Facebook has reached a settlement with the U.K.’s data protection watchdog, the ICO, agreeing to pay in full a £500,000 (~$643K) fine following the latter’s investigating into the Cambridge Analytica data misuse scandal.
As part of the arrangement, Facebook has agreed to drop its legal appeal against the penalty. But under the terms of the settlement it has not admitted any liability in relation to paying the fine, which is the maximum possible monetary penalty under the applicable U.K. data protection law. (The Cambridge Analytica scandal predates Europe’s GDPR framework coming into force.)
Facebook’s appeal against the ICO’s penalty was focused on a claim that there was no evidence that U.K. Facebook users’ data had being mis-used by Cambridge Analytica.
But there’s a further twist here in that the company had secured a win, from a first-tier legal tribunal — which held in June that “procedural fairness and allegations of bias” on the part of the ICO should be considered as part of its appeal.
The decision required the ICO to disclose materials relating to its decision-making process regarding the Facebook fine. The ICO, evidently less than keen for its emails to be trawled through, appealed last month. It’s now withdrawing the action as part of the settlement, Facebook having dropped its legal action.
In a statement laying out the bare bones of the settlement reached, the ICO writes: “The Commissioner considers that this agreement best serves the interests of all UK data subjects who are Facebook users. Both Facebook and the ICO are committed to continuing to work to ensure compliance with applicable data protection laws.”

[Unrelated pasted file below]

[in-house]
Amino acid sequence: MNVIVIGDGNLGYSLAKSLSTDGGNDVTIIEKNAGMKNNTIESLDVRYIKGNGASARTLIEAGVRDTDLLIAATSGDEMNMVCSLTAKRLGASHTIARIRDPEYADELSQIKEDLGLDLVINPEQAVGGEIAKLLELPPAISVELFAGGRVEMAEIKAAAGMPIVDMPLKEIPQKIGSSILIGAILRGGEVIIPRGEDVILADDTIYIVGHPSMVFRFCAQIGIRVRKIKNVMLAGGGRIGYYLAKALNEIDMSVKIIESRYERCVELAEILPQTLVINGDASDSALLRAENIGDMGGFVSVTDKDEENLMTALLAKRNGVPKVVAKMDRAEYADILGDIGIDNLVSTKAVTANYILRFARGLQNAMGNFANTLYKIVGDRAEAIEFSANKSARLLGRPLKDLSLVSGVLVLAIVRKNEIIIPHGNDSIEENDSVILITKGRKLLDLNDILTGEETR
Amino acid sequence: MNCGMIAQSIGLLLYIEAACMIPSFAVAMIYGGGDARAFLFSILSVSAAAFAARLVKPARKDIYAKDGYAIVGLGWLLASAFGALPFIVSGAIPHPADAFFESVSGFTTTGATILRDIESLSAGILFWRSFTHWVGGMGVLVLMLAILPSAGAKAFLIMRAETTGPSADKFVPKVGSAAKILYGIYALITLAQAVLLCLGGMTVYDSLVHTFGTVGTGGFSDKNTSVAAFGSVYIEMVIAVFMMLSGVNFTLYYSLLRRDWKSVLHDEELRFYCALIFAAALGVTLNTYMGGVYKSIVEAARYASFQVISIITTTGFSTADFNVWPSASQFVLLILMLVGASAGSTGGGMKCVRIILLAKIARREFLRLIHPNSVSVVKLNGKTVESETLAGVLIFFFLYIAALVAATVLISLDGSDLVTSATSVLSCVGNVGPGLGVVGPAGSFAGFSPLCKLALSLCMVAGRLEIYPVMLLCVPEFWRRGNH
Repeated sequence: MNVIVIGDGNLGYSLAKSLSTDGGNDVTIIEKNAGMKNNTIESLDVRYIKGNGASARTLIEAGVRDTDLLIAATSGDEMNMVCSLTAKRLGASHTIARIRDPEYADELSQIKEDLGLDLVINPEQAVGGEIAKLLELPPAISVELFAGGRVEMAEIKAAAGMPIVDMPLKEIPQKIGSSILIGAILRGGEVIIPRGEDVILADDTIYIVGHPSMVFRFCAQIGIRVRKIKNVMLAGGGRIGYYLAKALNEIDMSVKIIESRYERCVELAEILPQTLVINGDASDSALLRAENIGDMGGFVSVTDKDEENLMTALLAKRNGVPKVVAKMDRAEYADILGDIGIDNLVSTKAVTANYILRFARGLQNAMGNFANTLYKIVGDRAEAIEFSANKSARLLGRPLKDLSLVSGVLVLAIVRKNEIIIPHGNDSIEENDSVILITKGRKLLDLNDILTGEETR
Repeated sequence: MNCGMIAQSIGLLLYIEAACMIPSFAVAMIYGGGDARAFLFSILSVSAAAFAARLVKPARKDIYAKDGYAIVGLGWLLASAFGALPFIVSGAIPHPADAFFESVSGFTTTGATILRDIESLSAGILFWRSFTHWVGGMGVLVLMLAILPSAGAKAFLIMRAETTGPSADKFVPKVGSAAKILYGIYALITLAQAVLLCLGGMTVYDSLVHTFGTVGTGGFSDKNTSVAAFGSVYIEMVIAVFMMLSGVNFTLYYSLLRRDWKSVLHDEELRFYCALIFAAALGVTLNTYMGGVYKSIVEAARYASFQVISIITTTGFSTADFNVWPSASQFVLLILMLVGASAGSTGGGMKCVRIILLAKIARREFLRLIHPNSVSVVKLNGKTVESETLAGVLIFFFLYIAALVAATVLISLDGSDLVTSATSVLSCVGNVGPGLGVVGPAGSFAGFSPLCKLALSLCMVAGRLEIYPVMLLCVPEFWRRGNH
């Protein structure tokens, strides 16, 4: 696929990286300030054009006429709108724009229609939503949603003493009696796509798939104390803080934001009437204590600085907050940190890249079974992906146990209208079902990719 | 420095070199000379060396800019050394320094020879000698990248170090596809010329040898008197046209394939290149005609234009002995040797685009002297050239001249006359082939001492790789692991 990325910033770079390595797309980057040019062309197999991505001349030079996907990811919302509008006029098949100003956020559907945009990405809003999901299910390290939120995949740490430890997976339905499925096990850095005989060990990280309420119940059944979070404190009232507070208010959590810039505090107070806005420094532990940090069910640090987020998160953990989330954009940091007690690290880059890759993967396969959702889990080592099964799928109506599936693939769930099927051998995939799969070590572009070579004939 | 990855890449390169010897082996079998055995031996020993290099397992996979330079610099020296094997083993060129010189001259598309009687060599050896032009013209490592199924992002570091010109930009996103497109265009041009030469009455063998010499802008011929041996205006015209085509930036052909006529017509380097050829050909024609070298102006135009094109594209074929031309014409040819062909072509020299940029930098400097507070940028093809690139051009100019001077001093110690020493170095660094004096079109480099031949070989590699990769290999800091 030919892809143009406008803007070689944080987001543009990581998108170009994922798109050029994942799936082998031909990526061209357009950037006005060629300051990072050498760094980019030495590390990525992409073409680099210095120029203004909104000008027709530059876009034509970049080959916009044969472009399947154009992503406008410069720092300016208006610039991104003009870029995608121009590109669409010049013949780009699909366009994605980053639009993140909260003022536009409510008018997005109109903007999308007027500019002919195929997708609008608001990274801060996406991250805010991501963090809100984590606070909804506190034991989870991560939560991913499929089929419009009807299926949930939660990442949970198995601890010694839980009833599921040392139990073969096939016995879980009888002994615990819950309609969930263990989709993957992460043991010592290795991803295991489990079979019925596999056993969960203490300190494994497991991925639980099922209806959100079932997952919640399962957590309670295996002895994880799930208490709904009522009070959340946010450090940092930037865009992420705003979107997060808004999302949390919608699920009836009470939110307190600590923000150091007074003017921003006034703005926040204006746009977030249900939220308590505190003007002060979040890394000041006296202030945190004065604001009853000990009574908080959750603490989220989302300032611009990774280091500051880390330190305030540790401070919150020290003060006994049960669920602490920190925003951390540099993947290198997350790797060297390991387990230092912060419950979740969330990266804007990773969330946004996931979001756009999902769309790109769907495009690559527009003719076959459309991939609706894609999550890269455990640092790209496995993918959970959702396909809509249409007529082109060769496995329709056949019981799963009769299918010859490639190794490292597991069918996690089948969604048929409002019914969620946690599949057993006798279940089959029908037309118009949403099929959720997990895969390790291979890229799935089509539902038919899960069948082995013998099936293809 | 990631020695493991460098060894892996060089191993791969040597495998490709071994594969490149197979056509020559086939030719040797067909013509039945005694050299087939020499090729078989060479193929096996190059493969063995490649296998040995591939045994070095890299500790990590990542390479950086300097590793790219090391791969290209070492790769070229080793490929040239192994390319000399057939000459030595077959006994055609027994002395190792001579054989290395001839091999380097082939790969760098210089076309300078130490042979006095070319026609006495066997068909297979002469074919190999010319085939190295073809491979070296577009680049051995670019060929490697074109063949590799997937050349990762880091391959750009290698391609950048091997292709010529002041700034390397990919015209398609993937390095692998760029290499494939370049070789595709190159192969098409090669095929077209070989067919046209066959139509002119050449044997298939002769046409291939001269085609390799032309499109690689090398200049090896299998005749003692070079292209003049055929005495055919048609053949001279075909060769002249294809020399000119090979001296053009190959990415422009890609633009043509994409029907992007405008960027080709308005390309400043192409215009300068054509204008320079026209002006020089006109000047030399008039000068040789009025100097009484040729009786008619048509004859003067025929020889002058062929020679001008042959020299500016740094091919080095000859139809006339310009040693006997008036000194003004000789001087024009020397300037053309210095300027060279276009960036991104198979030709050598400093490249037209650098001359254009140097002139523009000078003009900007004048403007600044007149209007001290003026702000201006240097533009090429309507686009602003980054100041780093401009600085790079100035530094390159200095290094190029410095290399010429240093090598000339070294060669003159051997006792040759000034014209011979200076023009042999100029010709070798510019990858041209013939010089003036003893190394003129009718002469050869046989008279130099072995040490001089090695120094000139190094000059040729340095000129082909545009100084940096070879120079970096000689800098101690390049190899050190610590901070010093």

An ICO spokeswoman did not respond to additional questions — telling us it does not have anything further to add than its public statement.
As part of the settlement, the ICO writes that Facebook is being allowed to retain some (unspecified) “documents” that the ICO had disclosed during the appeal process — to use for “other purposes,” including for furthering its own investigation into issues around Cambridge Analytica.
“Parts of this investigation had previously been put on hold at the ICO’s direction and can now resume,” the ICO adds.
Under the terms of the settlement the ICO and Facebook each pay their own legal costs. The £500K fine is not kept by the ICO but is paid to HM Treasury’s consolidated fund.
Commenting in a statement, deputy commissioner, James Dipple-Johnstone, said:
The ICO welcomes the agreement reached with Facebook for the withdrawal of their appeal against our Monetary Penalty Notice and agreement to pay the fine. The ICO’s main concern was that UK citizen data was exposed to a serious risk of harm. Protection of personal information and personal privacy is of fundamental importance, not only for the rights of individuals, but also as we now know, for the preservation of a strong democracy. We are pleased to hear that Facebook has taken, and will continue to take, significant steps to comply with the fundamental principles of data protection. With this strong commitment to protecting people’s personal information and privacy, we expect that Facebook will be able to move forward and learn from the events of this case.